Bust of Paul Phélypeaux de Pontchartrain
The 17th century bronze bust of the statesman Paul Phélypeaux de Pontchartrain attributed to Francesco Bordoni sold by De Baecque at Drouot on November 20 for €2.4m (£2.07m). Image copyright: De Baecque/Drouot.

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The bidding opened at €500,000 and five interested parties carried the price upward, two on the phone and three in the room. The winning bid, which equated to €3.05m with fees, was placed by a collector.

The bust portrays Paul Phélypeaux de Pontchartrain (1569-1621), a French minister during the reign of Henri IV who went on to accompany the new king, Louis XIII, to the siege of Montauban. It is attributed to Francesco Bordoni.

Bordoni, a Florentine sculptor who moved to Paris, became premier Sculpteur du Roi to the French king.

It stands 2ft 10in (88cm) high on a blue marble socle and had been in the same family, direct descendants of the sitter, for 400 years. It was discovered by Géraldine d’Ouince of De Baecque & Associés auction house which offered it for sale at Drouot on November 20. 

The auction house said it was the first time a 17th century bronze portrait of such high quality had been auctioned.

The price was well above the €500,000-800,000 estimate.

Stately Subject

Appointed secrétaire des commandements to Marie de Medici in 1600, Phélypeaux went on to become secrétaire d’état to Henry IV shortly before the king was assassinated. He subsequently spent time during Marie de Medici’s Regency attempting to maintain peace between the Catholics and Huguenots in a particularly troubled period of religious conflict.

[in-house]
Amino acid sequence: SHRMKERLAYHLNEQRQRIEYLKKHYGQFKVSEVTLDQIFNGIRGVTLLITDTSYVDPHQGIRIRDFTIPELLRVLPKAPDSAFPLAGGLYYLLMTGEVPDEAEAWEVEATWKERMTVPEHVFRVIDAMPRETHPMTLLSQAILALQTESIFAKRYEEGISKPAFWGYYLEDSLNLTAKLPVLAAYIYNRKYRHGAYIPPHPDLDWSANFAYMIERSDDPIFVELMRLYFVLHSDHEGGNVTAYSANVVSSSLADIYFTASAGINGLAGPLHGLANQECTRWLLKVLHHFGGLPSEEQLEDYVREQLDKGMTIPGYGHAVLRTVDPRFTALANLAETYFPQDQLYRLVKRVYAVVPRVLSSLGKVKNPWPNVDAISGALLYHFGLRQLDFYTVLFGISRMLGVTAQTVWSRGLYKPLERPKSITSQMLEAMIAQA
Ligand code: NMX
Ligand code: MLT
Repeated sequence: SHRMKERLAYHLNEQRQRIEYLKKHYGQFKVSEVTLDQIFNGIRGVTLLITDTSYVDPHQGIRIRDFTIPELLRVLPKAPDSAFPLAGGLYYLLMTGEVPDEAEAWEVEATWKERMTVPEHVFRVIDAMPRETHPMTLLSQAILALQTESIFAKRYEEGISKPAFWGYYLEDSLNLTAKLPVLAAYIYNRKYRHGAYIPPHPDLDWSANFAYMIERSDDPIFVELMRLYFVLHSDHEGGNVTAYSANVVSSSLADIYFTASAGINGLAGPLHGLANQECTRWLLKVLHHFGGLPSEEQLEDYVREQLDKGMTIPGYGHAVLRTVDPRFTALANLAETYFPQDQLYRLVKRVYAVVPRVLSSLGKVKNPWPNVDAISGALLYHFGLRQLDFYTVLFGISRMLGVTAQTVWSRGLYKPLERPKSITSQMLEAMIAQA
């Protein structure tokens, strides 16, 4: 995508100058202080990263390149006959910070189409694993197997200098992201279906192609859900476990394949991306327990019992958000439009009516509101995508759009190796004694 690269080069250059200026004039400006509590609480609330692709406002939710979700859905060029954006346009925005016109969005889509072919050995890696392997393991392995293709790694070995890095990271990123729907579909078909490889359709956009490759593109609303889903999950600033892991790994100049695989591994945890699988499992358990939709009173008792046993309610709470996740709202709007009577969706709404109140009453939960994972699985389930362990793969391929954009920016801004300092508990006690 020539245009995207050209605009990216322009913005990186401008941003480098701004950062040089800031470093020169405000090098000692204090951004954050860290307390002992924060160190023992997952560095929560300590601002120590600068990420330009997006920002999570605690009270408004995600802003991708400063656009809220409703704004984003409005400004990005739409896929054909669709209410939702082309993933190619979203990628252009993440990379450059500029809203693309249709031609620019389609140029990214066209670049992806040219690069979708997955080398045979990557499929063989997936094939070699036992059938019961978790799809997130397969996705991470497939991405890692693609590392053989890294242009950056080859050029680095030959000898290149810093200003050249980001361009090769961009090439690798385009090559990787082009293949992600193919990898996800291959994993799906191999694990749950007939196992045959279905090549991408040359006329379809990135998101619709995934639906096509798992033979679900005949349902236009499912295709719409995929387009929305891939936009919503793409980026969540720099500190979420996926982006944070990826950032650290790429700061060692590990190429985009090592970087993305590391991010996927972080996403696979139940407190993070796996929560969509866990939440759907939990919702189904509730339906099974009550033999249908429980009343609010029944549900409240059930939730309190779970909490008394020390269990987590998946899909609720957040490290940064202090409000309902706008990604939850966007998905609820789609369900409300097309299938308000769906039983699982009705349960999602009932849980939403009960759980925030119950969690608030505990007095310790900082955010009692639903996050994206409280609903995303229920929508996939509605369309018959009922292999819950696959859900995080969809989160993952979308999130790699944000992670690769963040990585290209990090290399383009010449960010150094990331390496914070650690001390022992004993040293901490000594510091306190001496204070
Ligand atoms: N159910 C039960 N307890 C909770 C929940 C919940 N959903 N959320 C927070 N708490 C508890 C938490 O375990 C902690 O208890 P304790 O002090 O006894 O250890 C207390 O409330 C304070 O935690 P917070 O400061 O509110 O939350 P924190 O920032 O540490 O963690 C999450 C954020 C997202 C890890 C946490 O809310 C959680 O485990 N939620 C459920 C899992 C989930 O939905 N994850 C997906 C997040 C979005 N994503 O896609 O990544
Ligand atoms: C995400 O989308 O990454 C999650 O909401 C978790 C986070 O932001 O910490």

The bust was originally placed in the family chapel in Saint Germain de l’Auxerrois in Paris, as shown in a drawing by Robert de Cotte. However, Paul Phélypeaux’s grandson, Louis II Phélypeaux, removed the bust to install it at the Château de Pontchartrain as part of a larger sculpture collection.

Alongside scientific analysis of the bronze, the attribution to Bordoni was made on the basis of its quality (it is executed with a high degree of naturalism and detail) and its comparison to Bordoni’s bronze bust of Louis XIII in the Louvre. Moreover, Bordoni was in Paris at this period and also frequented the church of Saint Germain l’Auxerrois.